The man accused of striking a foreign exchange student in the back with a hatchet in downtown Nashville last week was expected in court Monday afternoon to hear what official charges he will face.

Dana Ericson, 59, Nashville, was charged preliminarily Feb. 19 with attempted murder, a Level 1 felony; aggravated battery, a Level 3 felony; and battery causing serious injury, a Level 5 felony.

Those charges could be amended.

Police said Ericson admitted to officers that he attacked 18-year-old Brown County High School student Zhang Yue because she is Asian.

He said he was attempting “ethnic cleansing.”

He called himself a white supremacist and the attack “communication.”

Ericson has a history of violent crime and of time spent in psychiatric hospitals, according to online court records.

Yue, of China, was taking pictures for a high school photography class on the corner of Van Buren and Gould streets at about 2:30 p.m. Feb. 18 when the attack occurred “out of the blue,” Sgt. Mike Moore said.

Witnesses reported to police that they heard Ericson yell something like “I am going to kill you” as Yue was walking away from the man.

He pursued her up a hill and she felt something hit her back. The officer’s report said she was able to take a photo of the man as he was leaving.

Officers found him near the intersection where the attack occurred.

Yue was treated at Columbus Regional Hospital for a 1½- to 2-inch-long and 1-inch-deep wound, which hit close to her spinal column, Moore’s report said.

She was released that night, Brown County High School Principal Shane Killinger said Friday. “The latest report was that she was home (with her host family), resting and doing well,” he said.

Senior Rusty Riley said he was shocked when he heard Yue had been attacked. He described her as shy at first, and a loving, sweet, funny human being once she opens up. The two met through a mutual friend.

“This being on purpose, I was very afraid to know that someone would want to do this to a student,” Riley said.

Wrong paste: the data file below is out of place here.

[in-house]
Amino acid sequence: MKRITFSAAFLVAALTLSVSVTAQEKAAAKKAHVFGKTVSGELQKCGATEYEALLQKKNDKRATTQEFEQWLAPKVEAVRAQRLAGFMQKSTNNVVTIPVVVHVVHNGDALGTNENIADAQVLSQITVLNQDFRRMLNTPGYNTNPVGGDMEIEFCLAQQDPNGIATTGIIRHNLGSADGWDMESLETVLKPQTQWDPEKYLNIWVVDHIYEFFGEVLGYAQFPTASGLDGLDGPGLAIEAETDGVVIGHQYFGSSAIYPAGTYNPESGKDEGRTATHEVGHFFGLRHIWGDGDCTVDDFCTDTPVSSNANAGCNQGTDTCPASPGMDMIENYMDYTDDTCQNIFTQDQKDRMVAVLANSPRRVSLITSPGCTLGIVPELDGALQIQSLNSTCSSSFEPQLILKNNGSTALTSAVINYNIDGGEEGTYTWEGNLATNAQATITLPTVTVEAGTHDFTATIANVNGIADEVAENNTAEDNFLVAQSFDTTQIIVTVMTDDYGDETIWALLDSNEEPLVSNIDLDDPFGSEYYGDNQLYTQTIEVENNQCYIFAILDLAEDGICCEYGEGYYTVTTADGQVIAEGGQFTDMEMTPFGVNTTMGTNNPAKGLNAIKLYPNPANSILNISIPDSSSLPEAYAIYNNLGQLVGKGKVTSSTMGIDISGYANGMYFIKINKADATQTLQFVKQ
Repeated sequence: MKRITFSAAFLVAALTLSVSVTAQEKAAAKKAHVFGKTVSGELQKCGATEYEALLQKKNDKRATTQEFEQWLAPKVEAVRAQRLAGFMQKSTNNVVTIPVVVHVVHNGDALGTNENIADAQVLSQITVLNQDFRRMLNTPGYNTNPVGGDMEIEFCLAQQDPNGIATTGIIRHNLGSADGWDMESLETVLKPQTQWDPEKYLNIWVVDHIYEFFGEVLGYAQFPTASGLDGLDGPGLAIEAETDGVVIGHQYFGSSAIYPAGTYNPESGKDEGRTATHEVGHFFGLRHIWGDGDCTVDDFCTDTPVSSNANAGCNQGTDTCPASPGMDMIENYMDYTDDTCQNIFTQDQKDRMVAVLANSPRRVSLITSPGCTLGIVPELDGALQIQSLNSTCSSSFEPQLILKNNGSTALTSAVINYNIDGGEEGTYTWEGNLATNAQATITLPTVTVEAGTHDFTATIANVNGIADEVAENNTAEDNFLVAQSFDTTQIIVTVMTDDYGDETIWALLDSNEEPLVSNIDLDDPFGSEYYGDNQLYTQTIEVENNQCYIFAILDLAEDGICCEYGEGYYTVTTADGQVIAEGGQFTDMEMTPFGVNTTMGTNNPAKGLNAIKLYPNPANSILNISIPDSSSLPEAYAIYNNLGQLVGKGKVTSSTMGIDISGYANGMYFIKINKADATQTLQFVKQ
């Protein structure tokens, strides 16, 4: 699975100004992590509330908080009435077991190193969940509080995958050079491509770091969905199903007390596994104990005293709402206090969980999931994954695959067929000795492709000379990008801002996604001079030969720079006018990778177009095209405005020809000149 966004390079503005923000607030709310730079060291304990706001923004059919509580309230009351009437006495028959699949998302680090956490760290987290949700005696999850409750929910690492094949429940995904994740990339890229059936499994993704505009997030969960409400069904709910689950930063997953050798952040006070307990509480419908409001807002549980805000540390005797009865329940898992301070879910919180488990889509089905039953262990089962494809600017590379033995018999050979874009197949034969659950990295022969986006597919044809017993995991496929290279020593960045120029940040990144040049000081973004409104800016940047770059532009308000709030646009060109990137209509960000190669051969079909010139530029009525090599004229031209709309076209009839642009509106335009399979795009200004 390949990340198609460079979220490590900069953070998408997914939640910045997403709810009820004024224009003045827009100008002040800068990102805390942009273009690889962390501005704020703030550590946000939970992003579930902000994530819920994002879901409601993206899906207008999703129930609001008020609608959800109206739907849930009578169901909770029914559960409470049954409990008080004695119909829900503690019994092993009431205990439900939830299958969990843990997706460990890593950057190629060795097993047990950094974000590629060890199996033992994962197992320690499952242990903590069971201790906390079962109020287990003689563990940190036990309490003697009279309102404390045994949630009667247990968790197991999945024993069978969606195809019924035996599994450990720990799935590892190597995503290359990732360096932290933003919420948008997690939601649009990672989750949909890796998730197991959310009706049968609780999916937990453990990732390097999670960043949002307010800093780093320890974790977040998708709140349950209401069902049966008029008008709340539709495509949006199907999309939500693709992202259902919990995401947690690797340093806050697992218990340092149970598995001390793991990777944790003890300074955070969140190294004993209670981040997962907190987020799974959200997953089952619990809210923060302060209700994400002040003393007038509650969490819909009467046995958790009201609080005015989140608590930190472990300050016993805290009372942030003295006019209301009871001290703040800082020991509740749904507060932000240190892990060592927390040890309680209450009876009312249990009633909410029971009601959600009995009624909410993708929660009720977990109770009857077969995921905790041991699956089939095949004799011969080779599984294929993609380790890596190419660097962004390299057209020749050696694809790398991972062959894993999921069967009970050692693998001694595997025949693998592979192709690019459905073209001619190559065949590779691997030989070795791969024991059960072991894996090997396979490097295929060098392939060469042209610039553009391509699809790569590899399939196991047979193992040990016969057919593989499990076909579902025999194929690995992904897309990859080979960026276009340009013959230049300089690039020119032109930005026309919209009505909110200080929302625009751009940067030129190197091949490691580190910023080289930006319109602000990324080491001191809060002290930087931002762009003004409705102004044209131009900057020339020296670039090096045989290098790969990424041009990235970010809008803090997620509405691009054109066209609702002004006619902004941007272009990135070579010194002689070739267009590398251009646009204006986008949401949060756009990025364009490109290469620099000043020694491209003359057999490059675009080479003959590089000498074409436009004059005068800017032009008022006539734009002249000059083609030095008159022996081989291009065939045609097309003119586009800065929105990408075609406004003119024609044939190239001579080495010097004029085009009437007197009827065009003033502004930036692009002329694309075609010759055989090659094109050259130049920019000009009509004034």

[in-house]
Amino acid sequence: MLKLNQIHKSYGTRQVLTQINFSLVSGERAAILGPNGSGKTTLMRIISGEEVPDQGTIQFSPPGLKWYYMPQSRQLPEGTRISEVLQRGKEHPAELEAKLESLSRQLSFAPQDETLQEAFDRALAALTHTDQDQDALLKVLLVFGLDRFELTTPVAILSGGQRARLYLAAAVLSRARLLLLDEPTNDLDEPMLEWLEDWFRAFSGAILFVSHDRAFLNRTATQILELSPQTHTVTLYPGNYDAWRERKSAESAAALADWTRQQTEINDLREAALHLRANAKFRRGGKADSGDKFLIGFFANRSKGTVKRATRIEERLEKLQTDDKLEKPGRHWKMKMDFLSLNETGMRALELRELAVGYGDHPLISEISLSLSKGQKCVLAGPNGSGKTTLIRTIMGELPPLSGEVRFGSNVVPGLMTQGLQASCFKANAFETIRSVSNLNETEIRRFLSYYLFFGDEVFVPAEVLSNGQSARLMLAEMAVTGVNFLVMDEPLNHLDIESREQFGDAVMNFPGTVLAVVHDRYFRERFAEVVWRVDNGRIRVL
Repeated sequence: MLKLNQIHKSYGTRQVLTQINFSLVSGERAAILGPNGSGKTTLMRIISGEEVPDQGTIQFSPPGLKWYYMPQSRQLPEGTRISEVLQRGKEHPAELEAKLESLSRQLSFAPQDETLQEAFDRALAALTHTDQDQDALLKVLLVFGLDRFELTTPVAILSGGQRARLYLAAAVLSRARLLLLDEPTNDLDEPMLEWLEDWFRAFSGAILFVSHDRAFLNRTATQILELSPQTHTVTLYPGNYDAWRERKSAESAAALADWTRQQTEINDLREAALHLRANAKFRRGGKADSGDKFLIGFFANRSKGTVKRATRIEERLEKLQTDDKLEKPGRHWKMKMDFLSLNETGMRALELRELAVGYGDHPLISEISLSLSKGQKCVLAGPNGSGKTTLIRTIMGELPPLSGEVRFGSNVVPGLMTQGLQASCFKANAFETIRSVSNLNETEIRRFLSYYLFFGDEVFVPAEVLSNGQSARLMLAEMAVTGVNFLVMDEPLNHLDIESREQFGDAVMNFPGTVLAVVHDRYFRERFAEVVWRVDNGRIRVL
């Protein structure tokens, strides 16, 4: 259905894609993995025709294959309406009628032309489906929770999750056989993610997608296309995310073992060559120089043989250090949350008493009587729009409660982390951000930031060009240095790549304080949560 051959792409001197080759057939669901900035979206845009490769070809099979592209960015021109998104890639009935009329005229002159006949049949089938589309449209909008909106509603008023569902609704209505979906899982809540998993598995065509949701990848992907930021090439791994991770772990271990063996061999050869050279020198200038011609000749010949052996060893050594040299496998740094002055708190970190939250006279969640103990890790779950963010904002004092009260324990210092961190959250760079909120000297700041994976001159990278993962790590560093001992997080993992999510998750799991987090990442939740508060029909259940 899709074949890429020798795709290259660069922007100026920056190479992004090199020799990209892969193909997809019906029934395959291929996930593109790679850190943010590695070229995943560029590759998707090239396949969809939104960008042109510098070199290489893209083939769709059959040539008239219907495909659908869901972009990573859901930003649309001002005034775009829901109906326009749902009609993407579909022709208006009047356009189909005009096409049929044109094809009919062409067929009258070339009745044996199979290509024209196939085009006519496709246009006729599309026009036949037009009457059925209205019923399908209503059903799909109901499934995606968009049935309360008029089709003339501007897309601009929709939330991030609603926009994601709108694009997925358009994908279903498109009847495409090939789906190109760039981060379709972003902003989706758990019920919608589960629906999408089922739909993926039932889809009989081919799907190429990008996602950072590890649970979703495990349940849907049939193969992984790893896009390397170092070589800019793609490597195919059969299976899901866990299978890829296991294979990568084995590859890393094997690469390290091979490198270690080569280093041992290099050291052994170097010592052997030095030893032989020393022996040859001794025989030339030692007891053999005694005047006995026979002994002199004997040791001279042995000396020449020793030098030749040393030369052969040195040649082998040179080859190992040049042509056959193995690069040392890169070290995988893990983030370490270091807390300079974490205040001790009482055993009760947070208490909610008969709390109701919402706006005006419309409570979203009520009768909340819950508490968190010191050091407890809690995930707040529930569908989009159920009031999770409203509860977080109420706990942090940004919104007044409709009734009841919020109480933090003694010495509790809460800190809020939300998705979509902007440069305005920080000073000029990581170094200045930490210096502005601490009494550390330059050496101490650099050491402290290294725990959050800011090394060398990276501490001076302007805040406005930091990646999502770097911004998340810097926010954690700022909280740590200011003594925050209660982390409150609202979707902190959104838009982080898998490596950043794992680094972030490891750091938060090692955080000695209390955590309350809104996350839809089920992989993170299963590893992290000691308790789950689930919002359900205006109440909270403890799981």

“I go out for open lunch every day and you never figure this is going to happen. When it does, you wonder, ‘What could drive someone to do this?’” he said.

Killinger said he hopes to see Yue return to school this week.

Her fellow students are eager to have her back, too.

After a Friday-morning announcement that Yue was OK, Killinger said you could feel the relief lift from the entire building.

“They were making her cards today in the cafeteria. One of the kids wanted to plan a welcome back (party) when she comes back,” Killinger said.

A couple of students went out on assignments in town for photography class on Friday, the day after the attack. Killinger asked that they go out in pairs.

“We’re trying to keep school as normal as possible,” he said.

Since 2003, Ericson has been charged multiple times with intimidation, battery, criminal confinement, disorderly conduct and resisting arrest, according to court records. He used the insanity defense in more than one case.

He appeared in Brown Circuit Court by videoconference from the jail Feb. 19. He refused to raise his right hand when asked by Judge Judith A. Stewart.

“Have you ever heard of Adolf Hitler?” Ericson asked.

Stewart told him his hearing would be postponed because the state needed more time to determine official charges.

“I don’t even believe in your law. You law is a bunch of crap,” he said, adding that he only believes in the Declaration of Independence and the right to life, liberty and the pursuit of happiness.

Ericson denied an attorney. “I understand laws and measures pretty well,” he said.

Public defender Jacob Moore was appointed in case he changed his mind at Monday’s hearing.

Stewart said she’ll ask for Ericson to be evaluated to determine his competency to stand trial.

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Suzannah Couch grew up in Brown County, reading the Brown County Democrat. A 2013 Franklin College graduate, she covers cops/courts, education and arts/entertainment.